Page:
“Despite the relative insignificance to which the General Assembly has been relegated in recent years, I firmly believe that the task of presiding over this Assembly is an important one. It becomes even more significant when this post is used as an opportunity to transform the prevailing exclusionary logic of selfishness, one which has, at times, crippled the ability of this body to fulfil its mandate as enshrined in the United Nations Charter”.
Miguel d’Escoto's inaugural speech as President of the 63rd United Nations General Assembly, September 16th 2008.
What happens when a Latin American priest suspended by the Pope for his involvement in revolutionary politics becomes President of the General Assembly of the United Nations?
A year in the life of our only global parliament - an institution in deep crisis - through the eyes of Father Miguel d’Escoto Brockmann, a man whose directness and plain speaking clashes with the protocols and polished diplomatic language of this venerable, dying 66 year old institution. A man determined to wake up the “G192”- a term he coined for the UN General Assembly and its 192 nations, two-thirds developing countries - and give them a real say in a new world order.
With unique access inside the UN the film takes the viewer behind the scenes, shedding light on its opaque mechanisms and power dynamics. D’Escoto was President of the General Assembly in 2008/2009 but his story is timeless and allows us to take stock of the UN today.
By no means a newcomer to UN diplomacy, D’Escoto was for over a decade the international face of Nicaragua’s Sandinista government, in which he served as foreign minister after the overthrow of the Somoza dictatorship. A liberation theologian, Marxist and promoter of non-violence, D’Escoto took charge in the last few months of the Bush Administration, when the reputation of the UN was at an all time low.
On D’Escoto’s arrival in New York the UN building itself was falling apart, a powerful metaphor for its crumbling moral authority. Just days into his mandate the US financial markets collapsed, setting off a global economic recession that is still with us, and that seriously diminished the status of the United States as the world’s only superpower. The whole system of global governance created by the winners of the Second World War was under fire. For father Miguel it was a window of opportunity: "The future will be better," he said, "this idolatry of the market was a false god."
D’Escoto had no illusions about who pulls the strings at the UN, but believed fervently in the General Assembly’s potential as a parliament of humanity, able to give voice to the powerless, the dispossessed, the majority of the earth’s people. In his 70s, with a hearing problem, a kind of grandfather figure and unlikely prophet, he was still an idealist, a utopian, convinced that he could turn things around and set the course for the G192 to reclaim their place in determining the future of our world, our planet.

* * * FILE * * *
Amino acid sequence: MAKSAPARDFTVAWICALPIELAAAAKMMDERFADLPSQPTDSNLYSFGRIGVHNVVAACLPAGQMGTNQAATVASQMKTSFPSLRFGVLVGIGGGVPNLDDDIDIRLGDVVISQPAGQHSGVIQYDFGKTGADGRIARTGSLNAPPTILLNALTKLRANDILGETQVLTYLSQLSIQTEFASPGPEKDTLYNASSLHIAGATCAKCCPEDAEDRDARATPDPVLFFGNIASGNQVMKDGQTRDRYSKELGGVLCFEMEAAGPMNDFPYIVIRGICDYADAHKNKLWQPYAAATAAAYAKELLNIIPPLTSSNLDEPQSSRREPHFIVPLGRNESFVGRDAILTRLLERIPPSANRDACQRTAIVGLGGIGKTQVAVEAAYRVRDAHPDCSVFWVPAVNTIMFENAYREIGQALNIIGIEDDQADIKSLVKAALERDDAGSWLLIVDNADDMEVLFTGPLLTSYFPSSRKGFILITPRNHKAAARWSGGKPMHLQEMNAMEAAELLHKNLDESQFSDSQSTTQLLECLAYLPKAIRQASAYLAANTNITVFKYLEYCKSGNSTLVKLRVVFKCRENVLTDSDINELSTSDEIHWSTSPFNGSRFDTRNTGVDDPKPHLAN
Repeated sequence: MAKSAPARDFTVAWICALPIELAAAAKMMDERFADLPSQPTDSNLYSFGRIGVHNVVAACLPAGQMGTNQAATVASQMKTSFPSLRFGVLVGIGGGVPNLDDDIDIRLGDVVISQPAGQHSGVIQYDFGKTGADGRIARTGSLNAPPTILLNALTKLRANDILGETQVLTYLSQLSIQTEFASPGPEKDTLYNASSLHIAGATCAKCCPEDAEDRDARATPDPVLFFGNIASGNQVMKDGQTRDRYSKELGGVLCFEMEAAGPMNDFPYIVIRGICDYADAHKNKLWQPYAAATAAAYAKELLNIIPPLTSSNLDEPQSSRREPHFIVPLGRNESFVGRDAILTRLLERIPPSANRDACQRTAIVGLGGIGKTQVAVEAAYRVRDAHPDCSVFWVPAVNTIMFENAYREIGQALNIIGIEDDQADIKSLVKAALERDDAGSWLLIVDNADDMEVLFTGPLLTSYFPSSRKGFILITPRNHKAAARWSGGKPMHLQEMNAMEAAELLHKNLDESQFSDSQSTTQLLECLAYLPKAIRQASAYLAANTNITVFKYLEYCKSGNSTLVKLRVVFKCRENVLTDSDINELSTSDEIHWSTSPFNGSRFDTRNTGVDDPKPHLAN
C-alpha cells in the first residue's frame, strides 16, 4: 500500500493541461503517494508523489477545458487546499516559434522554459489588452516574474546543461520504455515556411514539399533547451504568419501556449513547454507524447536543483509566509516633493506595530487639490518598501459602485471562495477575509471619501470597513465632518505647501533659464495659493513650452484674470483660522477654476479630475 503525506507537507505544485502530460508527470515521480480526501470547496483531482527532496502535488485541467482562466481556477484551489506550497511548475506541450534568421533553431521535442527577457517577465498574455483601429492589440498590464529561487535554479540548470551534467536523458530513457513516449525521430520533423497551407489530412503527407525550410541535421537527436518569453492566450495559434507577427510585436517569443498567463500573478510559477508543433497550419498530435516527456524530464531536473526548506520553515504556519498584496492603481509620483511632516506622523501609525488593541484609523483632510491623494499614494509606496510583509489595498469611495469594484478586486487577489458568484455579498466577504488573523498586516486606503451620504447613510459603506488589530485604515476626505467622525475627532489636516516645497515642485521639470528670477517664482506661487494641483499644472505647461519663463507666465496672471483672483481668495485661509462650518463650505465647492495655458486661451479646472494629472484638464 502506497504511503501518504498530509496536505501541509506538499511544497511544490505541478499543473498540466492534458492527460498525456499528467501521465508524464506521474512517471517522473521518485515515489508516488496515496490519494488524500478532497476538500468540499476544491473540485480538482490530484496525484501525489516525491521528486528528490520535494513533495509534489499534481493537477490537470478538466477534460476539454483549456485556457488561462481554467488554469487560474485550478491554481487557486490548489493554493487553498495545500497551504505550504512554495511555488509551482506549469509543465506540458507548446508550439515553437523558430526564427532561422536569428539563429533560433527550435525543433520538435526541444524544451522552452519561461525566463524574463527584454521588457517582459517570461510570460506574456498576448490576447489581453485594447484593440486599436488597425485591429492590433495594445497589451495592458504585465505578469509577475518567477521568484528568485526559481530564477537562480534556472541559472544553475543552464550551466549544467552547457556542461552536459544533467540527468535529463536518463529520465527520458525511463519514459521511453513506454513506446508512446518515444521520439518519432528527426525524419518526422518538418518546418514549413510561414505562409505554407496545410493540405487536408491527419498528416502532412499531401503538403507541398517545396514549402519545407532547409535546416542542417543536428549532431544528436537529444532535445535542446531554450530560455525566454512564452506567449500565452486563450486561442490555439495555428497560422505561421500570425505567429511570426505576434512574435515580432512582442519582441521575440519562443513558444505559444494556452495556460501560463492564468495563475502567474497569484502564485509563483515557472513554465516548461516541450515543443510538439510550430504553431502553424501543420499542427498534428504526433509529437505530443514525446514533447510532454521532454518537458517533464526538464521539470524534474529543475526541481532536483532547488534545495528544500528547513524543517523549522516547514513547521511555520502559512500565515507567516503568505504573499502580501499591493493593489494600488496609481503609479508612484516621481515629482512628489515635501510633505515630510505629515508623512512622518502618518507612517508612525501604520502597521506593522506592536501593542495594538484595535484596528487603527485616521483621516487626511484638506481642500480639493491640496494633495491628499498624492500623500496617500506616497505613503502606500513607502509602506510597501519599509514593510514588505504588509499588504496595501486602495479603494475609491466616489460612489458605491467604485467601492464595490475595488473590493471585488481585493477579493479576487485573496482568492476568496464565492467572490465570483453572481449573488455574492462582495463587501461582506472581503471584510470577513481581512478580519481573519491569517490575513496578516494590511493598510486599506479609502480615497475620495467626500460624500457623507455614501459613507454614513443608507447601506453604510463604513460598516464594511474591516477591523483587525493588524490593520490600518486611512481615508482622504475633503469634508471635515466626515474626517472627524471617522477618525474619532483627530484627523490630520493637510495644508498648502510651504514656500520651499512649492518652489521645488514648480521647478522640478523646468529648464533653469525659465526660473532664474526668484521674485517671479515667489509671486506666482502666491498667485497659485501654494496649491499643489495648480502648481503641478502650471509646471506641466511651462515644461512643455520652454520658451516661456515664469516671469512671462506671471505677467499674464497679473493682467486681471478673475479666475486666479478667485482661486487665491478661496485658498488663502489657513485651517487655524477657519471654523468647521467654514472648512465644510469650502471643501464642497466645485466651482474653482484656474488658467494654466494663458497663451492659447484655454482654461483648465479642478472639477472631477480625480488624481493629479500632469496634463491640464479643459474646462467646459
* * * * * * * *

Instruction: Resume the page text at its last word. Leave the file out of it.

At the UN no one quite knew what was coming. On paper the President of the General Assembly is the UN’s highest official, but in practice this office had in recent years come to reflect the increasing irrelevance of the General Assembly. No one imagined this retired revolutionary would actually take the job seriously.
This is the story of his one-year battle inside the Glass House.
An Italian-Nicaraguan documentary filmmaker, Roberto Salinas is a graduate of the University of Rome “La Sapienza,” where he studied History of Theater. Roberto also attended the One Year Directing Program at the New York Film Academy.
Between 2003 and 2005 he worked as a camera operator and cinematographer for short films, commercials and feature documentaries in Italy and around the world. In 2005 he co-directed the documentary “The life and adventures of the lord of bric á brac, a brief biography of Valentino Parlato” (Cineforum Prize, Libero Bizzarri Award 2006), a passionate portrait of the Italian journalist Valentino Parlato. Subsequently he created, co-directed and shot the series of 5 feature documentaries “Close-Up” for production company Interlinea Film and Regione Lazio. The series features, among others, the documentaries: “A funny story, a brief biography of Mario Monicelli” (aired by Rai5 and Sky Arte, dvd distribution Lantana Editore) and “The long century, a brief biography of Margherita Hack” (Biografilm Festival 2006, aired by Rai 5 and Sky Arte, dvd distribution by Lantana Editore). In 2009 he co-directed the documentary “The dawn of the sixth sun, a journey in Zapatista’s Chiapas” (Arcipelago film festival, Rome 2010). In 2013 he directed photography for the documentary “No bajen los brazos - La Plata Ruby Club (Trieste Latin American Film Festival, Malvinas Award, 16th Festival de Cine de Derechos Humanos, Buenos Aires, Nacne/Rai Cinema) and he co-authored and operated camera for the documentary “Pontif-Ex” (Nacne/Rai Cinema).
He lives between Managua and Rome.